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Nels Cline Singers: The Giant Pin

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The Nels Cline Singers’ The Giant Pin follows 2002’s Instrumentals and ought to sew up the sterling reputation of this genre-defying group (in which, by the way, no one sings). L.A.-based guitarist Cline has worked with everyone from Julius Hemphill to the Blue Man Group, and he recently joined the indie-rock powerhouse and critics’ fave Wilco. Cline’s liner notes (and Web site, nelscline.com) show him to be a hugely entertaining writer, and it’s hard to resist quoting his own description of this music: “spidery jazzoid invention, monolithic psych-rock bludgeon, balladry, icy space reverberations, and related joy/tra ma.”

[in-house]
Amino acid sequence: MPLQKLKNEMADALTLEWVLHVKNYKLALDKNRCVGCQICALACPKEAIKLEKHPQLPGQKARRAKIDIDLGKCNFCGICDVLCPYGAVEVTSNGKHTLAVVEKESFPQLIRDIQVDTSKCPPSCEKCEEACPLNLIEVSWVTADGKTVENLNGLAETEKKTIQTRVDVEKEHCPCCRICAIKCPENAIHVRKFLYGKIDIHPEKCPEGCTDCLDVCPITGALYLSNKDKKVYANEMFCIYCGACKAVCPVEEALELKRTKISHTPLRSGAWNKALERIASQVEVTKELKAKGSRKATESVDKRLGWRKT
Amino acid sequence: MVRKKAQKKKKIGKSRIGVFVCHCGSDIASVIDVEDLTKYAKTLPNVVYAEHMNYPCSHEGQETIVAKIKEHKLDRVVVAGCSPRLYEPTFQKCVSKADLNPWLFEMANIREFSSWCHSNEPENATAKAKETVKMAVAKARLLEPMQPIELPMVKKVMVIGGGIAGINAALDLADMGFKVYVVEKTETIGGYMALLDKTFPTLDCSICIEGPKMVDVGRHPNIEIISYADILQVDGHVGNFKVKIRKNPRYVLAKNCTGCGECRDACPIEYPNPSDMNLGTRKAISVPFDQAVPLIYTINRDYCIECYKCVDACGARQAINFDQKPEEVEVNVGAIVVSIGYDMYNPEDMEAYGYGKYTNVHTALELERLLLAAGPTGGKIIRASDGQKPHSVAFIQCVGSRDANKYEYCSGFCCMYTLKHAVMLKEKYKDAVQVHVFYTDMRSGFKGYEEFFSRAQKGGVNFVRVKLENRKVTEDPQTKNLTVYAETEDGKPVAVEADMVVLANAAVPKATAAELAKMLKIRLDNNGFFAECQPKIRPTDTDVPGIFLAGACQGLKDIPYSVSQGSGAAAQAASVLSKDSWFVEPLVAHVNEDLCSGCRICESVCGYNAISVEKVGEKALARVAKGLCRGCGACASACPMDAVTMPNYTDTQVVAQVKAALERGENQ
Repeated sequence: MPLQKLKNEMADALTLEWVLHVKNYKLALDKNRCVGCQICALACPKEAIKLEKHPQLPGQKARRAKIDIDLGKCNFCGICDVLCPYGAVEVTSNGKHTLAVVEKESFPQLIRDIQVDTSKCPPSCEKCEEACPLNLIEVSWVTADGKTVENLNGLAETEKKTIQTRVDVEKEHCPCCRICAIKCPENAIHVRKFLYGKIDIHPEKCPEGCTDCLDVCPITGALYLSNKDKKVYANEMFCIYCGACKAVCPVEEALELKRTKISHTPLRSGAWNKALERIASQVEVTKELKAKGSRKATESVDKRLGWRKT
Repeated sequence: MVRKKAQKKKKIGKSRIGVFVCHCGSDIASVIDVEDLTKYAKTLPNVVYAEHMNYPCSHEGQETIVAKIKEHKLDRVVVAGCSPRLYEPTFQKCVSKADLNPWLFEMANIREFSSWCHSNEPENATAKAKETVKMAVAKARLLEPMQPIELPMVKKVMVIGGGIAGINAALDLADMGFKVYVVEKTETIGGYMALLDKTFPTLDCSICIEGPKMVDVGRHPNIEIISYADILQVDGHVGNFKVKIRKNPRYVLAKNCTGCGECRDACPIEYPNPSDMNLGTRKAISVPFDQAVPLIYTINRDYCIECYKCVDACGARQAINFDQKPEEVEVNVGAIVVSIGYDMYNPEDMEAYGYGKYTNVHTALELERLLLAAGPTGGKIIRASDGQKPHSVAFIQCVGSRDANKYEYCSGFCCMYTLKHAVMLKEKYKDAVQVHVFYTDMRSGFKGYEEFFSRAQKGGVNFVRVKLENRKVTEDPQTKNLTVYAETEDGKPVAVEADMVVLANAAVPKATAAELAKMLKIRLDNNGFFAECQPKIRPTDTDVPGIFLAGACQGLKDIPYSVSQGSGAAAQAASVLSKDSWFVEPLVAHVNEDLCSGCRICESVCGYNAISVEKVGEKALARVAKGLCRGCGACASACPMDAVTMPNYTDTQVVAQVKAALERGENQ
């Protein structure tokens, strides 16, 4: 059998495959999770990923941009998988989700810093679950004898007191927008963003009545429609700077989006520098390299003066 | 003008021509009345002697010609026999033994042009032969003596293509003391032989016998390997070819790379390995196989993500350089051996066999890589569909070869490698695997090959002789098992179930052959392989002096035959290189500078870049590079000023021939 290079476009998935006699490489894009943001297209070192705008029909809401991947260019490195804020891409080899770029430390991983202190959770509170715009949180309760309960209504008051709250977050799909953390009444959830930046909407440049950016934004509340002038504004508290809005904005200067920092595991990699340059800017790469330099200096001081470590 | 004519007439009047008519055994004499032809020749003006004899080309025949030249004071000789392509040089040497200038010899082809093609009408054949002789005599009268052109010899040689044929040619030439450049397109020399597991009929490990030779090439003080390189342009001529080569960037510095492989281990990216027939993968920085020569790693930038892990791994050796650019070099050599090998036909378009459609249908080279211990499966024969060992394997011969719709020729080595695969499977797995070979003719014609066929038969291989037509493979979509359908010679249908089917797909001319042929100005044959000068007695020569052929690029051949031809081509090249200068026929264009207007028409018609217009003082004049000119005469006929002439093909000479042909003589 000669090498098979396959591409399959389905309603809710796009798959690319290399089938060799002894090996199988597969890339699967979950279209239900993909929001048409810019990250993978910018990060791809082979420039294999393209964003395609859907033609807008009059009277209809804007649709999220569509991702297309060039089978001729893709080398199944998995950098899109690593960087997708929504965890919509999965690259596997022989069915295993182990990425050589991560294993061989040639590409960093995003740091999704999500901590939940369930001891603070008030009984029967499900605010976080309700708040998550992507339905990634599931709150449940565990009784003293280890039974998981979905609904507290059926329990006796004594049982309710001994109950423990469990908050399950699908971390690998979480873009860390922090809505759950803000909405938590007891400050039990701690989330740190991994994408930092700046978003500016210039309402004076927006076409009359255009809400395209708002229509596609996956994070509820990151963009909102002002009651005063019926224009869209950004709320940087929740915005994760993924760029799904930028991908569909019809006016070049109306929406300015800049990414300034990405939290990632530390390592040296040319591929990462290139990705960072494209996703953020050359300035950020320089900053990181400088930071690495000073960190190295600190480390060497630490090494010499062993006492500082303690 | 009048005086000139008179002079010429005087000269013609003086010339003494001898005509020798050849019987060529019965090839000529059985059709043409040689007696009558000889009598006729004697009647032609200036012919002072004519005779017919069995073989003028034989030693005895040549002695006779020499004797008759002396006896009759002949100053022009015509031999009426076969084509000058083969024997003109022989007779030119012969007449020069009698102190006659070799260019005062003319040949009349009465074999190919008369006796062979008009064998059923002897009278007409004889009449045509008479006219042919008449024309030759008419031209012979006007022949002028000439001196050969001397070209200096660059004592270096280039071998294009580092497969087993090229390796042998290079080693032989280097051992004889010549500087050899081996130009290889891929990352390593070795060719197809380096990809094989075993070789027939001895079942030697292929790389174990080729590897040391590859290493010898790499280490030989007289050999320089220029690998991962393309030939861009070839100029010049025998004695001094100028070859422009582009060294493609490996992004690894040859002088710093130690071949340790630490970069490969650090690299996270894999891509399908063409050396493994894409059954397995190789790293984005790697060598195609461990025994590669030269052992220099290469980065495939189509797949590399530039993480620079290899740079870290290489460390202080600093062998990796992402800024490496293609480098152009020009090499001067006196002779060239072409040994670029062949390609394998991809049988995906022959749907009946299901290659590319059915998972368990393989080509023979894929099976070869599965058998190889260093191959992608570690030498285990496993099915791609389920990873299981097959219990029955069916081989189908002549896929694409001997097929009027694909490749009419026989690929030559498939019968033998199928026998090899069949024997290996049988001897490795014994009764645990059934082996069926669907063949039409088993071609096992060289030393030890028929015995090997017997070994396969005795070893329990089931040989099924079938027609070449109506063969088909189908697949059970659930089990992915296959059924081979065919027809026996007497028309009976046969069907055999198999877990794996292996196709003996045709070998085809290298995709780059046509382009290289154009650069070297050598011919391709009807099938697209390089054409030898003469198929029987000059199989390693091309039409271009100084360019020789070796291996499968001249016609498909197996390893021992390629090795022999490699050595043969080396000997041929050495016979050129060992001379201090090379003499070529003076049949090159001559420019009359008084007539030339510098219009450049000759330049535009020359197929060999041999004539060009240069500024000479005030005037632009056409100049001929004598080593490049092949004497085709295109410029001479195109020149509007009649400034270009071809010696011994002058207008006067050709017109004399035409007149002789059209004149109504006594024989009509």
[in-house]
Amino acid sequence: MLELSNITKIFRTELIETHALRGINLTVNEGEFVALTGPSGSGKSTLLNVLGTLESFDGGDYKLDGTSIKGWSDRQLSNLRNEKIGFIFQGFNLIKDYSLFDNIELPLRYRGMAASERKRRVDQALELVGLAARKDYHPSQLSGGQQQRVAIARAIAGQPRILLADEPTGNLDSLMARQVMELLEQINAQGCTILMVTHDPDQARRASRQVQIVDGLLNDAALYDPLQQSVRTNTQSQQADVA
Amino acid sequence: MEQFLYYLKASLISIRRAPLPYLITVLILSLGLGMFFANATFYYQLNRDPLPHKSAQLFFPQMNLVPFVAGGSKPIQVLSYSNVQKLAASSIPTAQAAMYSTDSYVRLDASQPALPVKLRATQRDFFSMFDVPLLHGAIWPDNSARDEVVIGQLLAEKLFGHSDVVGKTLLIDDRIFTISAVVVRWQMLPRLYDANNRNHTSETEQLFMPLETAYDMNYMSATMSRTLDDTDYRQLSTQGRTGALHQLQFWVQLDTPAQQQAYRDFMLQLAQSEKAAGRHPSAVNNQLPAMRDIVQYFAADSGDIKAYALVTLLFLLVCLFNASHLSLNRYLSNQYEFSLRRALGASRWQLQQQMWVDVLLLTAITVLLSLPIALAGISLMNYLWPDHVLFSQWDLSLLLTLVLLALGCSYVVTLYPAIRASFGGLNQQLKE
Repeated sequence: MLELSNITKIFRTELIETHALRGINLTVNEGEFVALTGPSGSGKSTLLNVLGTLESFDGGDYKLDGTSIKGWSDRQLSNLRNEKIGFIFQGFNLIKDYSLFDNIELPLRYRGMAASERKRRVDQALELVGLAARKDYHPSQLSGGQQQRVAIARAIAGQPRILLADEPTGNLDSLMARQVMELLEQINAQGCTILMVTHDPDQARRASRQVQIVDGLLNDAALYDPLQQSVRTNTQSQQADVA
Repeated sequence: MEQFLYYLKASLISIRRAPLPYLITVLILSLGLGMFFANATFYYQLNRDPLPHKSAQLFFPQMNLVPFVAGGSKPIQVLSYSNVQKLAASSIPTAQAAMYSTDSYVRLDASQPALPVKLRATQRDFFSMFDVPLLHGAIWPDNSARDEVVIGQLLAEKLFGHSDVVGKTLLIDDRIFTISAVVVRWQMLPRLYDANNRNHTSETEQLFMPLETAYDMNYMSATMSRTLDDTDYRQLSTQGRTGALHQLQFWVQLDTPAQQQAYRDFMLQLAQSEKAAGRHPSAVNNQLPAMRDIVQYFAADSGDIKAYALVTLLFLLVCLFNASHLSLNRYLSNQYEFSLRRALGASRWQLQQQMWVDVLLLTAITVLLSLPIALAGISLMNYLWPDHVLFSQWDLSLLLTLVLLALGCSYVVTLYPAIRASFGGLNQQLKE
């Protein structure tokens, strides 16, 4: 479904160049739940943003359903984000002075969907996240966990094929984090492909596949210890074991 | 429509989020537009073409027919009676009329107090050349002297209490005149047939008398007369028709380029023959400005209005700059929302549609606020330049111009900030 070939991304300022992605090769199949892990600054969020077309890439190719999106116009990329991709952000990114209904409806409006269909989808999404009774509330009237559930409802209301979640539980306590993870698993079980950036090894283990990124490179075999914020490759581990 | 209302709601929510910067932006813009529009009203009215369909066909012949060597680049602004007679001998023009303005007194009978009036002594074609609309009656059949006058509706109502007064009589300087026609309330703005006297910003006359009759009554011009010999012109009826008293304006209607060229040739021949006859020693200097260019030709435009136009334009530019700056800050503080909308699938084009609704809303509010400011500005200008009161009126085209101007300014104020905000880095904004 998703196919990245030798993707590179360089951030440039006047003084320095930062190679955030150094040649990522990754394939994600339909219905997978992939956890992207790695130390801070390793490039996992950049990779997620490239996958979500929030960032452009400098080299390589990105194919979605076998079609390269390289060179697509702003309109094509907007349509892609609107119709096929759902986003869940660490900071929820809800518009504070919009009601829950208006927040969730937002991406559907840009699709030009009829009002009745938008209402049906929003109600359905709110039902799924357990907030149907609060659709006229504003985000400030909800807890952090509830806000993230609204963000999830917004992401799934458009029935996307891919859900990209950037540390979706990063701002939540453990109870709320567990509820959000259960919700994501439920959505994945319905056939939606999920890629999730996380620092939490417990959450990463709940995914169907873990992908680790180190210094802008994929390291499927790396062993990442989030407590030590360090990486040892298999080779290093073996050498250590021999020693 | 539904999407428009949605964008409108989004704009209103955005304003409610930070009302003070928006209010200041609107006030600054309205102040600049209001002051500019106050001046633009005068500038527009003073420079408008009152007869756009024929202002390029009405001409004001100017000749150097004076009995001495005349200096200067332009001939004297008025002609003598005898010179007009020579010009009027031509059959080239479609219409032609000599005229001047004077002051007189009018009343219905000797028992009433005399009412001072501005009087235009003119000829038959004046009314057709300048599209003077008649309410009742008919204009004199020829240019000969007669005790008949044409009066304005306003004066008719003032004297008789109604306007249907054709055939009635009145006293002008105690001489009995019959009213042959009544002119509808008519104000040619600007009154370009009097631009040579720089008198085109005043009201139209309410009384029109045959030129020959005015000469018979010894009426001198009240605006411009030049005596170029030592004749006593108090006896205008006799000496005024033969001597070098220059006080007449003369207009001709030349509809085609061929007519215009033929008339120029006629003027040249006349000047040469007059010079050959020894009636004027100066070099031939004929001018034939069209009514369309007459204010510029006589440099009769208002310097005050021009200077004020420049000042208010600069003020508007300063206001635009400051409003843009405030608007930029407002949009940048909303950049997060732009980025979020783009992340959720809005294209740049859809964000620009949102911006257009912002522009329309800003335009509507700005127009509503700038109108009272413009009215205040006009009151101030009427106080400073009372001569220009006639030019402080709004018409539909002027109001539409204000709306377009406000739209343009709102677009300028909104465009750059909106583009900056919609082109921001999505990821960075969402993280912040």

Cline’s music is resolutely left of the dial, a challenge. But its dynamics, rhythmic intensity and frequently searing melodicism are a joy. It’s easy to imagine listeners of many stripes cottoning to his sound. (Might he lure Wilco fans toward far-out jazz?) Scott Amendola (drums/electronics) and Devin Hoff (double bass) effortlessly blend rock-band grit with jazz-trio virtuosity. Jon Brion plays miscellaneous instruments on two cuts, and Deerhoof’s Greg Saunier adds a subtle wordless vocal on one. Violinist and Crypto labelmate Jeff Gauthier did a commendable job as producer.

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